On Wednesday night, days after lifting its weekslong lockdown, Lebanon imposed a new, four-day lockdown due to a spike in new cases.
Since mid-April, the country had been reporting fewer than ten new cases per day. But on May 7, daily new cases spiked to 34.
Around this time, the country had been just one week into reopening bars, restaurants, hairdressers, places of worship, and some outdoor work sites.
While announcing the new measures, Prime Minister Hassan Diab blamed people who did not follow guidelines, according to Agence France-Presse.
The country has mostly avoided a mass outbreak, reporting just 886 cases and 26 deaths as of Thursday.
Regardless, it imposed a strict nationwide on March 21 and even forbade outdoor exercise, according to the Independent.
The renewed lockdown has primarily been imposed for more testing to take place, Diab said. The country will allow pharmacies and supermarkets to operate.
The country’s borders remain closed.
Saudi Arabia has lifted lockdown for Ramadan
Saudi Arabia has loosened its lockdown for the holy month of Ramadan, and plans to tighten it when it’s over.
The country entered lockdown on March 29, closing offices, sterilizing streets, and imposing a curfew with an $800 fine for non-compliance, according to Reuters. The Grand Mosque in Mecca was closed to all but a few visitors, according to Al-Jazeera.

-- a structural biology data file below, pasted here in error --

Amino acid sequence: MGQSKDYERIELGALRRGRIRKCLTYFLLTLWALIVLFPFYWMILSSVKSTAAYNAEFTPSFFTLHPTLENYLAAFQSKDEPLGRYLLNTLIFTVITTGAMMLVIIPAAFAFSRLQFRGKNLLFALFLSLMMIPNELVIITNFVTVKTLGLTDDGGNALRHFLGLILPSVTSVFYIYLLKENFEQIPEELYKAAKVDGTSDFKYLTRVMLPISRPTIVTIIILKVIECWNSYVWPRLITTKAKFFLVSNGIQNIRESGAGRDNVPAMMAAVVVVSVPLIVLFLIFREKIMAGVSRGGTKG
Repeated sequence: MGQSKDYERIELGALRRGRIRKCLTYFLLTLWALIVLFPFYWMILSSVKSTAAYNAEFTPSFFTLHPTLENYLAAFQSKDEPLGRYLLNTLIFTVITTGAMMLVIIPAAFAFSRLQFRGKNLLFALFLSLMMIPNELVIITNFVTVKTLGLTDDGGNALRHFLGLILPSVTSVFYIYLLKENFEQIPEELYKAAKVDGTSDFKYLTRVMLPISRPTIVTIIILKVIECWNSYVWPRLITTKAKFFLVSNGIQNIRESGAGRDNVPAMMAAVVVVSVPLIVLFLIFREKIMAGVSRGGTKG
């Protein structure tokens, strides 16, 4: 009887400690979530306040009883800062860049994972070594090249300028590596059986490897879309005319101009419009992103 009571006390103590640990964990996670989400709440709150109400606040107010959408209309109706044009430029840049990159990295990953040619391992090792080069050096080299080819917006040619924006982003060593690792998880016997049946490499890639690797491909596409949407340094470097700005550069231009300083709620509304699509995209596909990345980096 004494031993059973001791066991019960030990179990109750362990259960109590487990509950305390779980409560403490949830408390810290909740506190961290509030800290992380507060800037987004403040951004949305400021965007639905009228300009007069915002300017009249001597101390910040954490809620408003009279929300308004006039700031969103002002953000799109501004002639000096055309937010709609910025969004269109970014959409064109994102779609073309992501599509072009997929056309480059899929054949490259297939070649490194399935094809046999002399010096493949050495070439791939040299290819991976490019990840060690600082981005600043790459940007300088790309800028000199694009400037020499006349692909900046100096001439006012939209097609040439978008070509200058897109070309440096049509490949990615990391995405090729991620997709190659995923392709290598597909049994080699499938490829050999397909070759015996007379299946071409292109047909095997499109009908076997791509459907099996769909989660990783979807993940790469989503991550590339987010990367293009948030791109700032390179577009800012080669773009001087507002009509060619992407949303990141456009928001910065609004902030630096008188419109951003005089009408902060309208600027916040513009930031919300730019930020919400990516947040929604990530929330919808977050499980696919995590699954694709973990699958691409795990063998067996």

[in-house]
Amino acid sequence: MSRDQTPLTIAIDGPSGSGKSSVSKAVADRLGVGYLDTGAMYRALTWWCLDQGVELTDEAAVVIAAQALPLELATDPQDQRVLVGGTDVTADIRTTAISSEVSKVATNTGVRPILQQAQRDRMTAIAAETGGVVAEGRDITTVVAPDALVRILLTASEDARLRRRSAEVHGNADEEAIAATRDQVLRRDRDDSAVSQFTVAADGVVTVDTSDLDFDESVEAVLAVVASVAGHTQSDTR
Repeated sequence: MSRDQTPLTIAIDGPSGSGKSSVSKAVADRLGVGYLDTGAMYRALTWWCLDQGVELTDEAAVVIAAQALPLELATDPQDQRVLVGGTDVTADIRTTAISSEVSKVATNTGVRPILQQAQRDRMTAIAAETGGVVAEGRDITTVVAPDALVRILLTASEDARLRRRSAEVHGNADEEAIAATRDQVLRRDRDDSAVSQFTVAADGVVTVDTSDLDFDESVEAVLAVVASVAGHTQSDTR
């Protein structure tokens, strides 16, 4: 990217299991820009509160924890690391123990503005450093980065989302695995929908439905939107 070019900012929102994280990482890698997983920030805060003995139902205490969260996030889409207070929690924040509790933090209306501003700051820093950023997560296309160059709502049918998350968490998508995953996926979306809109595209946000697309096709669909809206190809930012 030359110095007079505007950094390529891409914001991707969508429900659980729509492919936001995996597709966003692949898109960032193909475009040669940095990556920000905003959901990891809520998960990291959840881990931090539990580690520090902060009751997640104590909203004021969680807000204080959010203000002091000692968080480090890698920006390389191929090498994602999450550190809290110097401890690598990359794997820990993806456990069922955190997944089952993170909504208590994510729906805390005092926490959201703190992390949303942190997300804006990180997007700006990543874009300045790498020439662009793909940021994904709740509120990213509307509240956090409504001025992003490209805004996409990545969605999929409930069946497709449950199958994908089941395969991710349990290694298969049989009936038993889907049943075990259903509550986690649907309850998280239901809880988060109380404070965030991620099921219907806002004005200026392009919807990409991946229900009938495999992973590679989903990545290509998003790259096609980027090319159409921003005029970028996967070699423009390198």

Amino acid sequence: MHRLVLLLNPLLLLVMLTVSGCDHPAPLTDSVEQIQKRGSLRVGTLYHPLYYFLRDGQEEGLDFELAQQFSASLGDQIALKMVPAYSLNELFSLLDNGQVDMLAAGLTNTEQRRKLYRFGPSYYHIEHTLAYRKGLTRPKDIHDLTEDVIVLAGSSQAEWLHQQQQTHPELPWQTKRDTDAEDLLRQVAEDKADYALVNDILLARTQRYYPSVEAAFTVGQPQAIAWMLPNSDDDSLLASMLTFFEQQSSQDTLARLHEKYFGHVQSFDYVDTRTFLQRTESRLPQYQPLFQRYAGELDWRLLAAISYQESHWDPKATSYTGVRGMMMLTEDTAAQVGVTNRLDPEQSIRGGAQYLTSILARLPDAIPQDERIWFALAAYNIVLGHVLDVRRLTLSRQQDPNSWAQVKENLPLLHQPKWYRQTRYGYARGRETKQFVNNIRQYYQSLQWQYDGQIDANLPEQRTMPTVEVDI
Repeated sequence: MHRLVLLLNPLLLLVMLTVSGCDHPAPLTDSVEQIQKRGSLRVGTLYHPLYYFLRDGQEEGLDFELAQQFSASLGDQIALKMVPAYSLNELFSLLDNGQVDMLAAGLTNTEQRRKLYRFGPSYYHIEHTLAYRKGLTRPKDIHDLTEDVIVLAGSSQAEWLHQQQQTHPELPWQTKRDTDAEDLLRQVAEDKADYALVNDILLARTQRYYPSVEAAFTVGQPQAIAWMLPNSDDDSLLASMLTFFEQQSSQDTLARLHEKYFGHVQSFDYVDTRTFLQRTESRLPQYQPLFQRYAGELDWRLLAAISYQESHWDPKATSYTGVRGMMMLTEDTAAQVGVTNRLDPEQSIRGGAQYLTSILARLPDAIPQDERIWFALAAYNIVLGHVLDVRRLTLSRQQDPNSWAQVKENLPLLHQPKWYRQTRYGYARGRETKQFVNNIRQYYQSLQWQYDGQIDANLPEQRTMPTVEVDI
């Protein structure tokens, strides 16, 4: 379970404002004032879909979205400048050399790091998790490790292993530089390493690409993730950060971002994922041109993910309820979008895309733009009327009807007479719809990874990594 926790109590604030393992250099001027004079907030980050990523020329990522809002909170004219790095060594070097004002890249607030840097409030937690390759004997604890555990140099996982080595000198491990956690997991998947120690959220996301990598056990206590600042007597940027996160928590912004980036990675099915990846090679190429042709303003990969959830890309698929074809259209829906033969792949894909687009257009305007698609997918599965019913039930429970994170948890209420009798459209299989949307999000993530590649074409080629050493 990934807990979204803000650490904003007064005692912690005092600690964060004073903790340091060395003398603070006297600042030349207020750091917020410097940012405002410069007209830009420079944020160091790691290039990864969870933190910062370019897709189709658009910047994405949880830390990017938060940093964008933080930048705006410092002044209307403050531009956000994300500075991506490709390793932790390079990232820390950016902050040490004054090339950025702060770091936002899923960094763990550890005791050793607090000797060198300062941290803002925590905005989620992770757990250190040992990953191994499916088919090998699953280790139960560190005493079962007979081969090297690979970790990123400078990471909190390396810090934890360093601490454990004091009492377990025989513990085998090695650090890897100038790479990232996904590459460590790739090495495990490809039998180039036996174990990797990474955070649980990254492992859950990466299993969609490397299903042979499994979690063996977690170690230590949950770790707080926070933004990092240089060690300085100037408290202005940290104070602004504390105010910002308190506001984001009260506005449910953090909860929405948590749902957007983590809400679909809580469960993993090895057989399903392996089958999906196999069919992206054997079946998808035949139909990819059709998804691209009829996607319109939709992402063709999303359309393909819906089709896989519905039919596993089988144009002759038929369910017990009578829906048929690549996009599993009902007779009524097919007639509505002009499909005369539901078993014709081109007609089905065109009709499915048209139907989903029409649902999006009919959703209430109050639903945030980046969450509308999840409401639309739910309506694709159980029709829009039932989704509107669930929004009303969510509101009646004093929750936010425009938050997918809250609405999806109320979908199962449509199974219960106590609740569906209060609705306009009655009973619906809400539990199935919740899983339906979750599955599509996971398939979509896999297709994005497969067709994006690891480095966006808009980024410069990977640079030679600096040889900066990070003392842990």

Lockdown loosened on April 24, CBS reported, just before Ramadan, a highly sociable time in which families and friends gather to eat together after fasting during daylight hours.
People were allowed out between 9 a.m. and 5 p.m., and some shops and malls reopened, according to Agence France-Presse.
On May 3, new cases jumped up to around 1,600, and have risen ever since. And on Thursday, the country recorded some 2,000 new cases — its highest ever count. The country has so far seen more than 46,000 cases.
The country plans to impose a new five-day curfew from May 23, when Muslims celebrate Eid al-Fitr, which marks the end of the holy month of Ramadan. Whether it will help stem new cases is yet to be seen.